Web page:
The Firefighter: A friendly haunting of my father

During the 1950’s my late father was busy running around the alleys in Pittsburgh’s South Side Flats neighborhood.  It was a typical big city atmosphere, where shop owners lived above their store fronts, everyone was within walking distance of their jobs and churches and small grocers popped up on every block to serve the needs of the community.  For a few years when he was between eight and ten years of age (circa 1951-1953), Dad and his friends would occasionally see a older firefighter walking down their alley on his way to work.

Dad described him as a tall man in his early sixties, with a full head of silver hair under his hat.  He didn’t know what his rank was within the firehouse, but based on the uniform he could tell he was one of the chiefs (There are a few of them in the United States anyway).  When the man was wearing his long company overcoat during the colder months, he had these amazing gold buttons or clasps that would run down the entire front.  Dad thought his uniform was really cool.

Dad never got his name, but he and his friends interacted with the firefighter enough to remember his voice and gait.  They talked to the firefighter in the street when they were pushing toy cars off of a stoop, playing sports or just sitting around enjoying a nice day.  When the man spoke to them, he came down to their level, never standing tall and hovering over them.  These interactions were never more than a few minutes at a time since he was heading to work.  Dad never saw him again after the age of ten or eleven, but he just assumed he retired.  The old firehouse was down around South 21st Street, and the man was always walking east from S. 17th St.  With all of the local grocers, churches, shoemakers, theaters, etc., people could live six short blocks from one another in 1950’s South Side and never meet.

Life went on.  After graduating high school in 1961 Dad worked in downtown Pittsburgh at a few places and then decided to join the United States Navy in mid-1960’s.  He came back home from the Navy in 1968 and continued living with his parents right off of the main street that runs through the South Side, East Carson Street.  After being in Hawaii for two years one would think Dad would complain about coming back to a congested house in a congested neighborhood, but the constant buzz of cars, trucks and trains twenty-four hours a day didn’t bother him since he grew up in that environment.

It was a Monday night in October, 1970.  Dad knew this because it was the first year ABC aired NFL’s Monday Night Football and he went out with a few friends to watch the game.  It was probably the fourth or fifth Monday game because Dad remembered wearing a light jacket that night.  The bar was on East Carson in between S. 14th and S. 15th Street.  After the game was over around midnight, Dad set off east toward home, which was between S. 18th and S. 19th Street.  The usual midnight buzz was around the neighborhood at the time, with trucks driving to and from the steel mills and workers walking to and from hospitals, steel mills and other jobs that required a nighttime presence.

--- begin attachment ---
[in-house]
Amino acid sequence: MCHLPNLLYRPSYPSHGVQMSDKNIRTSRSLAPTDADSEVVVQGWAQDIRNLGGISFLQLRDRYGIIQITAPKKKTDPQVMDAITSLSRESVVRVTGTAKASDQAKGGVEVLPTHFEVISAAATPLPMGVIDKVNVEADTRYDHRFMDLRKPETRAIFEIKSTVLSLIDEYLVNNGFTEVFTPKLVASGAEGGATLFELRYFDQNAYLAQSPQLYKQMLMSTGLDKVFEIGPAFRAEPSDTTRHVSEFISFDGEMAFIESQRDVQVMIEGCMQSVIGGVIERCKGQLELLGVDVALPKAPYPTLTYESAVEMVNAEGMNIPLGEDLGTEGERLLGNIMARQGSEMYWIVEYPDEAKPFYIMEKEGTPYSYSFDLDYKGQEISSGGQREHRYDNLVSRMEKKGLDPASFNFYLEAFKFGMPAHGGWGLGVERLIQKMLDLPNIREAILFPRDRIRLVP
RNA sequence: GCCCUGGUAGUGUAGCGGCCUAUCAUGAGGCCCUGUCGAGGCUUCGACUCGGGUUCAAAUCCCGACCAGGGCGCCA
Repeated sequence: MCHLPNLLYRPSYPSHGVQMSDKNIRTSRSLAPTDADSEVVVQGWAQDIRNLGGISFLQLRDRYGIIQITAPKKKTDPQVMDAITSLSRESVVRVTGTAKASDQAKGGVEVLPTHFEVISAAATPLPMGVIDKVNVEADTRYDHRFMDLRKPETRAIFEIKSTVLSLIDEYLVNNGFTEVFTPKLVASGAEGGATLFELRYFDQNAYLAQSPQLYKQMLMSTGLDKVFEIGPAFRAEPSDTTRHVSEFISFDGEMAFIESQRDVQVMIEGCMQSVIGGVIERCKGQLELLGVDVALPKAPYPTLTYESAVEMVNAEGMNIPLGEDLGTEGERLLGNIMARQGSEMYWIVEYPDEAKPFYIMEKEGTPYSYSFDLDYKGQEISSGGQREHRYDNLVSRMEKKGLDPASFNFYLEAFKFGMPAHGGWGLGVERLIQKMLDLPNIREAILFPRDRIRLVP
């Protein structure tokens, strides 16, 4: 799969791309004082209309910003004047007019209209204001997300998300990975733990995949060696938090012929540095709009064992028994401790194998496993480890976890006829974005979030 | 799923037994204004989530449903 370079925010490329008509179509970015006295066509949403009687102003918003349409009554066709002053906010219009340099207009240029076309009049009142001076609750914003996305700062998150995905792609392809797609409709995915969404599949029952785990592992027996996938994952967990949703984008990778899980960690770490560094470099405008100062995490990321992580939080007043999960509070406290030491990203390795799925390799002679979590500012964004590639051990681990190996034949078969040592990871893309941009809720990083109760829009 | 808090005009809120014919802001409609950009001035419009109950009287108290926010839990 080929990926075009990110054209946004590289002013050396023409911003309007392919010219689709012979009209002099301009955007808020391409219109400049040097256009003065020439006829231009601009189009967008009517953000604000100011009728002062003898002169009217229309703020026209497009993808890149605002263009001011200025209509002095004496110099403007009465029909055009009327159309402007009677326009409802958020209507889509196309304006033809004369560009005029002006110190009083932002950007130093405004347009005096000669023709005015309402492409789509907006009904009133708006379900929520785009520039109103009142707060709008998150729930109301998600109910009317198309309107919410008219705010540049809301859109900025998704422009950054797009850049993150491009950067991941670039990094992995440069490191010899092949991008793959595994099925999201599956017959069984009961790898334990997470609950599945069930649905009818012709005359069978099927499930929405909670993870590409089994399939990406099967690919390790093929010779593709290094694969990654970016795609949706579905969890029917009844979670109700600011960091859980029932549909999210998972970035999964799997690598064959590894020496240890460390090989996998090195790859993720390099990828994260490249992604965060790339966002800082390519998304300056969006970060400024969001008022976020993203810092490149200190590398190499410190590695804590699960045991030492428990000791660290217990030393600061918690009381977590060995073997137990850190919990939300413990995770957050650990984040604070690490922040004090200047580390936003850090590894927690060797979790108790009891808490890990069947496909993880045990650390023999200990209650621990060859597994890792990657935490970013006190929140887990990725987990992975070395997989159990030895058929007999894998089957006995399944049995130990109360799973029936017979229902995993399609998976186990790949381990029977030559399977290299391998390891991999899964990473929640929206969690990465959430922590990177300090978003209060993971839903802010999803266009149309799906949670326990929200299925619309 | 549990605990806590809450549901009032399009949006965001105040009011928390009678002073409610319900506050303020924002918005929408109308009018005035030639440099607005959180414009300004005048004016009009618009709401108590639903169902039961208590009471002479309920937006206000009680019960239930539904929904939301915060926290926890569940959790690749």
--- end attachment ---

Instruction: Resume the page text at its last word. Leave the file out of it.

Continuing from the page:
Dad said it recently stopped raining that night when he set out for home, so a slight fog was in the air.  With no wind in the air, it made for a nice walk home despite the oncoming changing of the seasons.  He was walking alone because his other friends either stayed at the bar after the game, or lived in a different direction.  He couldn’t pinpoint the exact moment, but when Dad started walking down East Carson with his head down, he noticed everything was quiet.

The constant midnight buzz that I mentioned (and witnessed myself in early 1980’s) was silent.  Dad picked his head up to see no street traffic, no pedestrians, no sounds of trains, nothing.  Quiet.  Up ahead on the same side of the street, Dad saw a silhouette of a person coming toward him.  The wind suddenly picked up.  As the person got closer, it was clear that it was an older man in his sixties with unkempt silver hair and he was wearing a long overcoat that was unbuttoned and flapping in the wind. He had a hurried gait like he was walking urgently without having to run to his destination.

Right before they crossed paths, Dad looked at the man.  He looked familiar but he didn’t know why.  The man then said, “Good evening.”

Dad replied in the same fashion, and in the few seconds after this encounter he figured out how he knew this person–from the voice of the man.  It was the old firefighter from when he was a boy!  But there was so much that was different about him from what he remembered!  The voice was the same, but his hair was wildly out of control.  He had the overcoat with the gold buttons but it wasn’t neatly buttoned as it used to be.  The gait was the same, but the calm pace that the firefighter used to walk with was replaced with a pace of desperation.

Dad was also amazed that he didn’t age.  The firefighter should have been around eighty by now and he was walking very fast for a person that old.  When Dad turned around the catch up with the man, there was nobody there.  A few seconds prior, they crossed paths in the middle of a block and now, the mysterious man had vanished.  No businesses were open to enable a quick getaway off of the sidewalk and no apartment doors were nearby to quickly escape the cool weather.

While standing on the sidewalk in disbelief, Dad noticed that the wind that accompanied the man had dissipated, there was still fog outside (which didn’t make sense because the wind should have killed off the fog), people were walking all over the sidewalks again and all of the car, truck and train traffic had returned.

Dad continued to walk those same South Side streets until 1973 but he never saw the firefighter again.  He was never afraid during that strange encounter in 1970.  Dad felt that the firefighter wanted him to know that he remembered those innocent encounters years ago and was giving him a final goodbye before moving on.